One major hurdle in healthcare is physical access to both medical supplies, and trained healthcare professionals. Overcoming this hurdle means making sure that medical supplies are transported where they are needed, and that patients can safely travel to health care providers, or that trained nurses and doctors can travel to them. For areas that are geographically isolated by rivers, gorges, seasonal flooding, or a natural disaster, bridges are an important part of that solution. A bridge over the river would solve all of these health care problems. Bridges to Prosperity, a nonprofit which aims to build bridges across impassable rivers to isolated communities around the world, reports a 24% increase in healthcare treatment after the construction of bridges in these communities.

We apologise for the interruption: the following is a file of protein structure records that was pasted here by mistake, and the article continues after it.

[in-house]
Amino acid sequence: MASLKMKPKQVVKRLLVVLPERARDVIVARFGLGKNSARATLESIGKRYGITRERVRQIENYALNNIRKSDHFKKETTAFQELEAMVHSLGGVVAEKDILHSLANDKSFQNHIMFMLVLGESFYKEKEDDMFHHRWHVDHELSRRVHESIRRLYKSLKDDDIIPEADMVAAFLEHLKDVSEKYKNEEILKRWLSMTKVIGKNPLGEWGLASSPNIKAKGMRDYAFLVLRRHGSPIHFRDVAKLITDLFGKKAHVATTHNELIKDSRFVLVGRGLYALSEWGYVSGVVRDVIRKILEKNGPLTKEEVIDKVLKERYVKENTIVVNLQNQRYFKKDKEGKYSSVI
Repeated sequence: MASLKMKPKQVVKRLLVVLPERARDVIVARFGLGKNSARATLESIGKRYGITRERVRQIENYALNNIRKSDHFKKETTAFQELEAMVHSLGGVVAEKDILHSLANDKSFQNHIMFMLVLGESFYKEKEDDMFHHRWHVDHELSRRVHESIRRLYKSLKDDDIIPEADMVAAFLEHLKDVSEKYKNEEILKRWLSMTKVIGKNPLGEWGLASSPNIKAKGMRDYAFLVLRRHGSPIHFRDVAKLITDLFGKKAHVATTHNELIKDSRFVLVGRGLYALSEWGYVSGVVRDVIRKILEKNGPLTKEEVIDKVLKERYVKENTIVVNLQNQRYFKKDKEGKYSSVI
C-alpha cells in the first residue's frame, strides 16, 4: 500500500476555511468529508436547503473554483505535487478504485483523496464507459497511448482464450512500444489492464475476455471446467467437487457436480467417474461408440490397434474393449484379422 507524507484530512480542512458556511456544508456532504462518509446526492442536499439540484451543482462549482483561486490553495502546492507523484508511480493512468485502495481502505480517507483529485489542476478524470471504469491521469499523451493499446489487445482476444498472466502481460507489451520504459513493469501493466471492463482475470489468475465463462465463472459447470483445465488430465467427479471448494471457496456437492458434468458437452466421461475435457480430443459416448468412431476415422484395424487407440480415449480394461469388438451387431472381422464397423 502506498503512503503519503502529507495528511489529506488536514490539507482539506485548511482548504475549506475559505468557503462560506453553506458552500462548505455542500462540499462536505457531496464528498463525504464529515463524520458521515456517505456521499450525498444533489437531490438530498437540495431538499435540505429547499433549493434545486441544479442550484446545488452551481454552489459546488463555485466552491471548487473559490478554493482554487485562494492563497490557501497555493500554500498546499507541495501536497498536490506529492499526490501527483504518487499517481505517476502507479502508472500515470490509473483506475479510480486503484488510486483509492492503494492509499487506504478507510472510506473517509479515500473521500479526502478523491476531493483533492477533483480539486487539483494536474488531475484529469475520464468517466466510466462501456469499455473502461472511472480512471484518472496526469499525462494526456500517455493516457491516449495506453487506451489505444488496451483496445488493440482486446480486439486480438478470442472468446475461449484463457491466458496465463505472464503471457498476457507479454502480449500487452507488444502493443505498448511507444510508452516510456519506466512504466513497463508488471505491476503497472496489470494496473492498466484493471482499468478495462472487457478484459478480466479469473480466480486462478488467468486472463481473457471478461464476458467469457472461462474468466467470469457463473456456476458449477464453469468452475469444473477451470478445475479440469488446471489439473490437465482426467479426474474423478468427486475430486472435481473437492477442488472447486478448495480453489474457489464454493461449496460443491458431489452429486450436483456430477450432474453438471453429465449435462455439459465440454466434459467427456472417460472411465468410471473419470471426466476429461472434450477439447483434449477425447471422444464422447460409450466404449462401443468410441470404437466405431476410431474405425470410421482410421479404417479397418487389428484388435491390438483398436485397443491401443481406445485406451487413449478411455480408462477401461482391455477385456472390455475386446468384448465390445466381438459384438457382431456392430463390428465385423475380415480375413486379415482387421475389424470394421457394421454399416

Building a bridge in an isolated area, or after a big disaster, can be difficult; it may be very tricky, given the local terrain, and too expensive to bring in heavy equipment and lots of supplies. Instead, the supplies and labor often have to fit in just a few pickup trucks, be brought in by mule, or even brought in on people's backs. Because of this, the materials must be as lightweight as possible. At the same time, you still want the bridge to be able to hold as great a load as possible so that it can be useful to the community now and as the community and its traffic grows.